What’s It Worth?: Women-centric spoon from 1893 Chicago World’s Fair

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What’s It Worth?: Women-centric spoon from 1893 Chicago World’s Fair

What’s It Worth?: Women-centric spoon from 1893 Chicago World’s Fair

Q: I found this Chicago World’s Fair spoon while cleaning out a relative’s house. I love the woman on the handle. Is the spoon valuable?

A: This depends on how you define value. From a monetary point of view, your sterling silver spoon generally sells in the $10-$15 range. From the vantage of architectural interest, women’s history or sociological attitudes, your spoon is a lot of fun.

The 1893 World’s Columbian Exposition celebrated the 400th anniversary of Columbus’ discovery of the new world; secondarily, it celebrated the rebirth of Chicago after the great fire of 1871, which left more than one-third of the city’s 300,000 residents homeless.

More than 200 largely temporary buildings were built on 600 acres of gardens, waterways and promenades. The Woman’s Building was one of the most popular. Socialite and philanthropist Bertha Palmer, head of the Board of Lady Managers, led the logistics and financing of this endeavor, according to authors Madeline Weimann and Wanda Corn, both experts on the fair..

Palmer conceived a competition and invited only female architects to compete. The winner was 21-year-old Sophia Hayden, the first female graduate of MIT’s four-year architecture program.  Hayden designed a building with a gloriously light-filled interior behind a relatively austere neoclassical exterior.

Hayden and Palmer had strong disagreements about the building design: Hayden wanted purity in her design; Palmer thought the exterior should incorporate ornate architectural features donated by her wealthy friends. After her design changes were not met, Palmer fired Hayden. At 21, Hayden retired from architecture, married and spent the rest of her life a painter.

None of the women artists working on the building was acknowledged with souvenir spoons.   Sculptor Enid Yarnell made caryatids on each pillar; Ellen May Rope designed plaster relief panels of Faith, Hope, Love and Charity. Mary Cassatt painted an interior 12-by-58-foot mural “Modern Women” and May Fairchild MacMonnies painted the corresponding “Primitive Women.” A 19-year-old Californian, Alice Rideout, designed the pediment and sculpted the four allegorical statues rising from the corners of the building. Interestingly, Rideout, like architect Hayden, retired after the fair and never worked again as a sculptor.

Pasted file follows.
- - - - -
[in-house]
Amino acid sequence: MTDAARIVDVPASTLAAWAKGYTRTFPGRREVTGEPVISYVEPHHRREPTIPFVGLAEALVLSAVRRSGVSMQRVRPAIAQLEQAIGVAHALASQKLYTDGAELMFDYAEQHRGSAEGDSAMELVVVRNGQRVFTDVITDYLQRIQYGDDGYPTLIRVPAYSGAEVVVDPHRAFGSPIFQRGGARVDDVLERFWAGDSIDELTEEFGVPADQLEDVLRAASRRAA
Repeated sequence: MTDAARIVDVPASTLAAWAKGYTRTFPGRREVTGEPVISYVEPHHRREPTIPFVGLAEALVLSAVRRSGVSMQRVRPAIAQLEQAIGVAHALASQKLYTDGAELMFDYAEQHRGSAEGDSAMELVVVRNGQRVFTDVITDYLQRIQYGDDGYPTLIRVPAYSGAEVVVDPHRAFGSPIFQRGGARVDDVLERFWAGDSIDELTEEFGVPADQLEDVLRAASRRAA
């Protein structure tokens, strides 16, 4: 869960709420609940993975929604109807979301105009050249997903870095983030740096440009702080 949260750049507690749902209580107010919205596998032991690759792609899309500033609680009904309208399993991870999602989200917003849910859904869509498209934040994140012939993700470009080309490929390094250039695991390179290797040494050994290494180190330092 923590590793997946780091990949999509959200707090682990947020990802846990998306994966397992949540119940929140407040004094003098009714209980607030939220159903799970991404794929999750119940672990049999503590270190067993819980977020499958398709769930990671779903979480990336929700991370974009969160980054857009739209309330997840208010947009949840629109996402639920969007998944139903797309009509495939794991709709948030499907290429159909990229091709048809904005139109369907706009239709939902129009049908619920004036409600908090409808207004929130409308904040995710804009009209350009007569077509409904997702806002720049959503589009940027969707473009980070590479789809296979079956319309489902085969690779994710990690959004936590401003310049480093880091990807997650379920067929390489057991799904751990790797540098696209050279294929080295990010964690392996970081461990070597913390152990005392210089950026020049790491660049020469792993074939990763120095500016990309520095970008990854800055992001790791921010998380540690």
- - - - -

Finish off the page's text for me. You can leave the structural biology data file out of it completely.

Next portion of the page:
The building was torn down at the completion of the fair and none of the statuary, murals or plasterwork survived.

The bowl of your spoon depicts architect Hayden’s Woman’s Building. Looking up the handle, your spoon features Rideout’s rooftop statuary robe-draped woman with upraised arms cradling a globe; a pair of putti; and a profile portrait of a Bertha Matilda Honore Palmer wearing a multi-strand pearl choker, pearl earrings and a garland of flowers.

The 1893 World’s Columbian Exposition showcased the fascinating friction coming to life as the world modernized and women demanded equality.  For more information about the 1893 Expo look for “The Fair Women: The Story of the Women’s Building at the World’s Columbian Exposition, Chicago 1893” by Jeanne Madeline Weimann or “Women Building History: Public Art at the 1893 Columbian Exhibition” by Wanda Corn.

For an overall view of the times and the trials of hosting a world event I can’t recommend Erik Larson’s 2004 book, “The Devil in the White City: A Saga of Magic and Murder at the Fair that Changed America” highly enough.

Lastly, while the 1904 St. Louis World’s Fair may be famous for the anecdotal introduction of the ice cream cone, the 1893 Chicago World’s Fair truly did introduce the chocolate brownie. Bertha Palmer instructed the kitchen of her hotel to make a portable chocolate dessert for the ladies’ boxed lunches.

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Published at Wed, 28 Jun 2017 21:00:41 +0000